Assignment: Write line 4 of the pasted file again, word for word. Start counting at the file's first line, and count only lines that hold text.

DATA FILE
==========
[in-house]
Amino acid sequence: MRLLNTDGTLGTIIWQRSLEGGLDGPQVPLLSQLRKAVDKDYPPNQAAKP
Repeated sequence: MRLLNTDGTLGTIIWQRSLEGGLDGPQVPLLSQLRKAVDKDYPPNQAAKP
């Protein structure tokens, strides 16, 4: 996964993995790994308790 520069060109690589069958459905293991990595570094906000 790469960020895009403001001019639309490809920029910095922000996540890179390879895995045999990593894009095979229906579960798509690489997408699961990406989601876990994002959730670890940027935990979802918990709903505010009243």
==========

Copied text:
């Protein structure tokens, strides 16, 4: 996964993995790994308790 520069060109690589069958459905293991990595570094906000 790469960020895009403001001019639309490809920029910095922000996540890179390879895995045999990593894009095979229906579960798509690489997408699961990406989601876990994002959730670890940027935990979802918990709903505010009243």